A short walk from the mainline and DLR stations in Woolwich, a vast concrete box has been constructed underground — as the future Crossrail station for the area — and on the completion of the box, a short open-day was held to show off the cavernous structure to the public.
The station itself is somewhat controversial, as it wasn’t part of the original Crossrail plans, and the box itself has been built and paid-for by Berkeley Homes, who are developing the land around – and above – the station.
Who picks up the bill for fitting it out into a functioning station is still being haggled over. But that is for the future – today was to admire the box itself.
A total of 20 metres deep, and with side walls that go down a further five metres this may be just a box in the ground, it has thrown up its occasional challenges during construction.
The soil they dug the box out of is a mix of geologies, but mainly porous chalk.
The construction method is to build the surrounding wall before removing the soil within, by means of a diaphragm wall. This is a thick slice cut into the ground, and filled with the thick liquid Bentonite to stop the soil collapsing into the unsupported hole. They then pump concrete in from the bottom to build up a 25 metre deep by 7 metre wide slice of wall. The wall is about a metre thick.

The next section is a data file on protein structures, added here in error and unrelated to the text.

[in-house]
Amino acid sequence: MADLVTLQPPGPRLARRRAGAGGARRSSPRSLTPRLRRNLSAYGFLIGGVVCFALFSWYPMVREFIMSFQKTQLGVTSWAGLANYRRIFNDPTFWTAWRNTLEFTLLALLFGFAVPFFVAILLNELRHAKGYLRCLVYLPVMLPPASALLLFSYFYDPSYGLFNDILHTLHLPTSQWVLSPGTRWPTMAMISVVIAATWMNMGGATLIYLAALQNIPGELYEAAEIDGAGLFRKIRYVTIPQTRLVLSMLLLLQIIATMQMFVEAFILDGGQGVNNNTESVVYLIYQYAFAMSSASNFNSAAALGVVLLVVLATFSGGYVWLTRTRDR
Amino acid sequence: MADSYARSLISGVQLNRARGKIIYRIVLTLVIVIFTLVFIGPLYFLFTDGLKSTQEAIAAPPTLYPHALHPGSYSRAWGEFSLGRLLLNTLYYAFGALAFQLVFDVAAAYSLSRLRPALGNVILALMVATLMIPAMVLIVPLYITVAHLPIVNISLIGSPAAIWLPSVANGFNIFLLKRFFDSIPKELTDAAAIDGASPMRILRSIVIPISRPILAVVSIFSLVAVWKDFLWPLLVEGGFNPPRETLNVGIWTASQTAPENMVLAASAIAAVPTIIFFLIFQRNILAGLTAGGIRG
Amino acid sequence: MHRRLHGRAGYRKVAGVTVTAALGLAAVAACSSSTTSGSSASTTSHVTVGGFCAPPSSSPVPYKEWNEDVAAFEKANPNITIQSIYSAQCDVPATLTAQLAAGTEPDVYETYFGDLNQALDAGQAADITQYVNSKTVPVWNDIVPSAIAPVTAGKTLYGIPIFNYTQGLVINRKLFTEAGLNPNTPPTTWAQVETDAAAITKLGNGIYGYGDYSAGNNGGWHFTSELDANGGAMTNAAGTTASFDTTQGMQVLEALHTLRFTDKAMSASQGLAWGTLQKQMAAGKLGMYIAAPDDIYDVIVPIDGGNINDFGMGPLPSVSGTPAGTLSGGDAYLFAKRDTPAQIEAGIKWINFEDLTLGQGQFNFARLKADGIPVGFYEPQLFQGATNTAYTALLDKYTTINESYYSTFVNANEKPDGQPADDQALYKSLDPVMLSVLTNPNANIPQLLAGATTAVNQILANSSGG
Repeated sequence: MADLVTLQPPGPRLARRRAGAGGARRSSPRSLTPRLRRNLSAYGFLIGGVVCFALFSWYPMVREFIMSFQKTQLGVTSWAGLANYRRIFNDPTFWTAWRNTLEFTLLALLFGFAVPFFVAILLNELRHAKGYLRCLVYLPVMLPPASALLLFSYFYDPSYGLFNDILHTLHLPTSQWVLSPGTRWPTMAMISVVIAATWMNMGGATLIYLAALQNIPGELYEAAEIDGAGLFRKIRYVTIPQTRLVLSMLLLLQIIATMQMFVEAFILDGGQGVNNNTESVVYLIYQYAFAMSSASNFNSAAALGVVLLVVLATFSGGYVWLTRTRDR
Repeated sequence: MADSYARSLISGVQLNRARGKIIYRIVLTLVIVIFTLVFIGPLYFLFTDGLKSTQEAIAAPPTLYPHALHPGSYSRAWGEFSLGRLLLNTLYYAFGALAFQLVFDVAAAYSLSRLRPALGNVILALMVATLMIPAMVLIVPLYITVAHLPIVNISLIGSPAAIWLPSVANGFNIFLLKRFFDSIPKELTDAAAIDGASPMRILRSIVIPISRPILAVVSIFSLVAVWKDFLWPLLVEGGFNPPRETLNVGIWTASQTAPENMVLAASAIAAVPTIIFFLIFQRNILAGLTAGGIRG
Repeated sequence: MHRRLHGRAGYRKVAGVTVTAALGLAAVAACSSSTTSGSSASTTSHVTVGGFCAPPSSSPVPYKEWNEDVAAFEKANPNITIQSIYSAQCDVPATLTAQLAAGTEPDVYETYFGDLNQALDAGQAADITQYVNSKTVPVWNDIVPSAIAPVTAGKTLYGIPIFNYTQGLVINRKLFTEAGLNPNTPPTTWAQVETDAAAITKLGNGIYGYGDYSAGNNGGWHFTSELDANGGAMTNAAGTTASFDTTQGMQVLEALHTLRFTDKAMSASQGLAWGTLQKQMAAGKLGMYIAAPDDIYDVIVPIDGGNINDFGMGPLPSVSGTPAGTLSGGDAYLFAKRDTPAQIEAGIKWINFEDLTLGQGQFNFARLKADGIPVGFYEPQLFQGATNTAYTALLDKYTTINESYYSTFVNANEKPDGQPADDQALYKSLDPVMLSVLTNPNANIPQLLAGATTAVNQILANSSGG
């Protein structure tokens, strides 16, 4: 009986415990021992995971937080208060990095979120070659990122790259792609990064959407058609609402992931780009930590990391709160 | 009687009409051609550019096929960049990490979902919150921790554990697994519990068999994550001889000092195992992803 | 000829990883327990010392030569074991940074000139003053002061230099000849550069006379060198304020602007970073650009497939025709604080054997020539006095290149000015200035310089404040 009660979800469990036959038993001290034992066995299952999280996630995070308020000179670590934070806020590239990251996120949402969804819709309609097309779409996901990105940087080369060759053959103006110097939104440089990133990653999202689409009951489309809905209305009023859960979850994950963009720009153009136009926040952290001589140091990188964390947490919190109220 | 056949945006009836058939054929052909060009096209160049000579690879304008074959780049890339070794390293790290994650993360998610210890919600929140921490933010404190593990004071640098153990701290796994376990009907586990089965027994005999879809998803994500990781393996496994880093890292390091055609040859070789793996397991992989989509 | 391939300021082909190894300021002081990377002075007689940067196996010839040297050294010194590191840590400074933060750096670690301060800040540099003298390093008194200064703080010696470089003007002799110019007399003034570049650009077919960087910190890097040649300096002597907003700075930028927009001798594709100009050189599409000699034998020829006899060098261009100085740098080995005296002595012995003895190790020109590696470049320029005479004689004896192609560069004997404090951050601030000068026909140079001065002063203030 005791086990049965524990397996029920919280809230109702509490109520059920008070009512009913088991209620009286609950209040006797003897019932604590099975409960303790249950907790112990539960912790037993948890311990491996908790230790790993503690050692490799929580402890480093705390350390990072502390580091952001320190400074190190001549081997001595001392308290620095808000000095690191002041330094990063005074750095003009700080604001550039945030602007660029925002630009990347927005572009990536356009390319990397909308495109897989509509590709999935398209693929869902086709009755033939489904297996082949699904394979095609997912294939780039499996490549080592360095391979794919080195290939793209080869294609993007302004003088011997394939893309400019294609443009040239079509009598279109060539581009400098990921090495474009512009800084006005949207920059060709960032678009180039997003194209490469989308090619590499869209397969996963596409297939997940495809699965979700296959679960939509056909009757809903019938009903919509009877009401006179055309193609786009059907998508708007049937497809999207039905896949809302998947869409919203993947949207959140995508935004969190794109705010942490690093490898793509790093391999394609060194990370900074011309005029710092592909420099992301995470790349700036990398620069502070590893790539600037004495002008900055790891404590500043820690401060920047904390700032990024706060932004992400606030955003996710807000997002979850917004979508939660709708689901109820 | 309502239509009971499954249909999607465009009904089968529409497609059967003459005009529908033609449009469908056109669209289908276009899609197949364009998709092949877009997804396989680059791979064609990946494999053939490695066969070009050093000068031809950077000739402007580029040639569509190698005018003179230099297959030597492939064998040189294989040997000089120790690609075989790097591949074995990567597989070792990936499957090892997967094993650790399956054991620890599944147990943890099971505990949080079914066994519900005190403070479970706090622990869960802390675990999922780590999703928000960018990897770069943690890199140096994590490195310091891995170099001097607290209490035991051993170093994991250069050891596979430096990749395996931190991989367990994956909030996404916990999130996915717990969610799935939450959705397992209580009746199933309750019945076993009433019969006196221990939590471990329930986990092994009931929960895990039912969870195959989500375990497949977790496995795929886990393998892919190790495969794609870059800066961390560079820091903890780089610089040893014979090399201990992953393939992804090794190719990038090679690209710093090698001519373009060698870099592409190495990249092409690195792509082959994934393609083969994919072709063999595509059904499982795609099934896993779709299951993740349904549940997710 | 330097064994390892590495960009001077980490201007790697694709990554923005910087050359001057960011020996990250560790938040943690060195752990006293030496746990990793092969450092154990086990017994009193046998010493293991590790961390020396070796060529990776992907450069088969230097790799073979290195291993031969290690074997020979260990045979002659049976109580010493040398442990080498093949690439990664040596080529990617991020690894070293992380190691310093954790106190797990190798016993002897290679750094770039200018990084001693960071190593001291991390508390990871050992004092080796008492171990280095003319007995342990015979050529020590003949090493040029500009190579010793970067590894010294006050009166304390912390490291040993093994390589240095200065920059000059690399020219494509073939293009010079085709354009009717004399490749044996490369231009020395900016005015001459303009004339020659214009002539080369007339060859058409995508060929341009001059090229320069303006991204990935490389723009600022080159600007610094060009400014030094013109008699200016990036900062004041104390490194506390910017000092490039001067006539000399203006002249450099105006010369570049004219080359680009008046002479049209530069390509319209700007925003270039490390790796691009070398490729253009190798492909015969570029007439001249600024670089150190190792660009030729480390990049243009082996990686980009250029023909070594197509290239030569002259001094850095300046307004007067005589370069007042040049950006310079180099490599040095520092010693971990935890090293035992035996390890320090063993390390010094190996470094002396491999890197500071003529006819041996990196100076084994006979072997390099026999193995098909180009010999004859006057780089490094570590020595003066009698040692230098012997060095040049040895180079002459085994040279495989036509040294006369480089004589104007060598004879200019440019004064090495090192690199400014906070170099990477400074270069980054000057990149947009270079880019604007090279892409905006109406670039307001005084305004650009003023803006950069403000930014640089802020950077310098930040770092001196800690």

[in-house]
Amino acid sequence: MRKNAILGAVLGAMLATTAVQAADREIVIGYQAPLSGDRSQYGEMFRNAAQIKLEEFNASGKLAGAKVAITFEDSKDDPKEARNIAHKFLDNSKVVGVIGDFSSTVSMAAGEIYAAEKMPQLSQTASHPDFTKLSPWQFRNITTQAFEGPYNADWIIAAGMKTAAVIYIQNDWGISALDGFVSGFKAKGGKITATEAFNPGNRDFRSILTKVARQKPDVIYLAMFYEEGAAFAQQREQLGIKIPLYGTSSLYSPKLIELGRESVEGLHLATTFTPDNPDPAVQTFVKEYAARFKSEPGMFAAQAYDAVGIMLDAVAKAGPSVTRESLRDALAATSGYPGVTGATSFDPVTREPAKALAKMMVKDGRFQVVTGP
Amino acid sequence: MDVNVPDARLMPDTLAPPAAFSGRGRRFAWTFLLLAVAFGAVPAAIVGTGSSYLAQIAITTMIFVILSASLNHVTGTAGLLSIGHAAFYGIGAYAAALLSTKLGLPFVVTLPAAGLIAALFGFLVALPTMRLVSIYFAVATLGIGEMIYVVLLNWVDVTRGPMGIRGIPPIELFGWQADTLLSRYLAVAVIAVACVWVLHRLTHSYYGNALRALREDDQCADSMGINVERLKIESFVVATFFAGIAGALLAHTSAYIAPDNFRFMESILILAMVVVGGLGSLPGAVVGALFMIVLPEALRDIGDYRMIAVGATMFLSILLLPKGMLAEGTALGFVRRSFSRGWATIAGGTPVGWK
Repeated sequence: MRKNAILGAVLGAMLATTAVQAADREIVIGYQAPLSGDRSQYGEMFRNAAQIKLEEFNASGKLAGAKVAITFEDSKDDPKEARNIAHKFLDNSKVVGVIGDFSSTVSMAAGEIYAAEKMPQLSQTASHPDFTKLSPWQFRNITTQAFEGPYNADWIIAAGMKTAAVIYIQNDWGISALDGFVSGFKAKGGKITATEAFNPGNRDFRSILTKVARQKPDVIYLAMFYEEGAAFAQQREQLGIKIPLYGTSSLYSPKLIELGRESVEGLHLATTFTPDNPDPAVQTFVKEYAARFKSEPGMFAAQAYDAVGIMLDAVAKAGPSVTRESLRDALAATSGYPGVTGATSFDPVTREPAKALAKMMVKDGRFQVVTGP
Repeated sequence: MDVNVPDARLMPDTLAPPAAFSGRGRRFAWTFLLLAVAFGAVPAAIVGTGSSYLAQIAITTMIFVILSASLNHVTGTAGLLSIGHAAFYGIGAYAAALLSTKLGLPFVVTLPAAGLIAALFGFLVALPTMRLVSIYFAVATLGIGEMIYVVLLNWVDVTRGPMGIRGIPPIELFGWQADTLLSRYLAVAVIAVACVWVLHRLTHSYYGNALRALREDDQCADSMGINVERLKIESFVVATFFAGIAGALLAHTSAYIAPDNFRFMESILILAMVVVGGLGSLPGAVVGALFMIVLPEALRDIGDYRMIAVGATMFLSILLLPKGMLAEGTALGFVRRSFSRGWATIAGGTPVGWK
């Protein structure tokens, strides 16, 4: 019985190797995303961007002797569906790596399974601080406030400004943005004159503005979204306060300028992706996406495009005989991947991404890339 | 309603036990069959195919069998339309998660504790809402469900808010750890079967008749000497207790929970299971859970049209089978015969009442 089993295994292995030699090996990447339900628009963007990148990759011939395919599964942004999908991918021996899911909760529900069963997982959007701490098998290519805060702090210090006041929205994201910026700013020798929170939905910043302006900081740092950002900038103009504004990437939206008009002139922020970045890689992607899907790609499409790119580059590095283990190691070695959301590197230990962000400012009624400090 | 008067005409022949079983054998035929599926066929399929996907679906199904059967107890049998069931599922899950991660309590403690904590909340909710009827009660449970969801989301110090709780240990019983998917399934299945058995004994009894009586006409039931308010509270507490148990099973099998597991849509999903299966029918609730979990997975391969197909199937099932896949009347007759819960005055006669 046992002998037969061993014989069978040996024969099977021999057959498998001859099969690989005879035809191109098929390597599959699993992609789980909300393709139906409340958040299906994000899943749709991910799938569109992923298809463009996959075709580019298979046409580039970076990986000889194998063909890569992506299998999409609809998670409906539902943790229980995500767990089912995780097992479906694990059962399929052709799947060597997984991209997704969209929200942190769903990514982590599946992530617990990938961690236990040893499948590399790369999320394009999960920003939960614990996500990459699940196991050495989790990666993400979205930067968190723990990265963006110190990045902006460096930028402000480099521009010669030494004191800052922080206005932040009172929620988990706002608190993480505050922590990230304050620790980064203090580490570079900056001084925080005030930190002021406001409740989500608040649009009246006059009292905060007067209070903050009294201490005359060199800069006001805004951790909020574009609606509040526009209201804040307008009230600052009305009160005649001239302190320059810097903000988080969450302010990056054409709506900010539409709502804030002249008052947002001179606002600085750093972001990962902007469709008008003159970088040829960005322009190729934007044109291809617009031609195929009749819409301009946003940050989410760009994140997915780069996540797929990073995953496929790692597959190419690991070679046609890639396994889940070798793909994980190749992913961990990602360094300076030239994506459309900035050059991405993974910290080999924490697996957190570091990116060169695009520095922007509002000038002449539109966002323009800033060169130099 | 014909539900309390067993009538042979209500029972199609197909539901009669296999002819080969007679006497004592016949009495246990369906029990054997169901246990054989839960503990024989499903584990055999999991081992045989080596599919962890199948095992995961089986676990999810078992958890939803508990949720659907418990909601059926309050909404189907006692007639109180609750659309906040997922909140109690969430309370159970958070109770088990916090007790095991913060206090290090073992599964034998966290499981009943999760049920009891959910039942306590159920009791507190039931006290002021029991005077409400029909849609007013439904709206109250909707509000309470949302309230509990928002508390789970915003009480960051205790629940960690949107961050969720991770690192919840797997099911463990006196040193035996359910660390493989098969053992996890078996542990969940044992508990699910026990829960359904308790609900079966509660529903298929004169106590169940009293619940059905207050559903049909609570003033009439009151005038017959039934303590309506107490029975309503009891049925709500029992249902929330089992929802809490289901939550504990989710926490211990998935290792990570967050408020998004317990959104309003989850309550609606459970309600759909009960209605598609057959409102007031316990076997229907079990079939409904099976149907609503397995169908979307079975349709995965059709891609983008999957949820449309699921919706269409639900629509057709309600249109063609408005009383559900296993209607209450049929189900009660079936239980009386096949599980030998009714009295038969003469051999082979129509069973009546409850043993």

Around the walls, they filled the chalk with a light grout to make it solid – but alas, not solid enough and on the first slab, the bentonite drained away – so they had to double up the grouting effort to stabilise the soil.
Once the concrete wall was completed, they could dig out the soil within, and then start adding the roof slabs and supporting columns. Deep piles also run under the base slab to hold the station stable in the wet soil.
In fact, the wet soil is pushing the station up slightly, and they need the weight of the tall blocks of flats being built beside, and later on top of the station to hold it in place. That’s not an uncommon problem in wet soil.
Two large voids remain in the roof slabs at each end. The eastern end will be for ventilation and plant work, while the western end, closest to town will become the station entrance.
Access down into the base of the station was by a seven-story scaffold staircase, which had been covered up for the public so that height wobbles might be minimised for those who suffer.
The three cannons from the old Arsenal that had been dug up during the excavations were on display, and at the western end some graphic displays of the future tube tunnels that will carry passengers towards London.
At the other end, the wall is now being prepared for the arrival of the first tunnel boring machine, which should arrive in April and grind its way through the specially softened circular portal.
The staff were giving talks to the public, even if the curious decision to play operatic music down there made hearing the them occasionally difficult. Despite that acoustic wobble, the open day seemed popular enough and gave me a chance to photograph another bit of the massive project.
Interestingly, although I had never thought about it, the metal pipes used to hold the side walls apart, and still performing their function at each end of the station are old gas mains pipes brought back into use. Recycling!
A few more photos over here.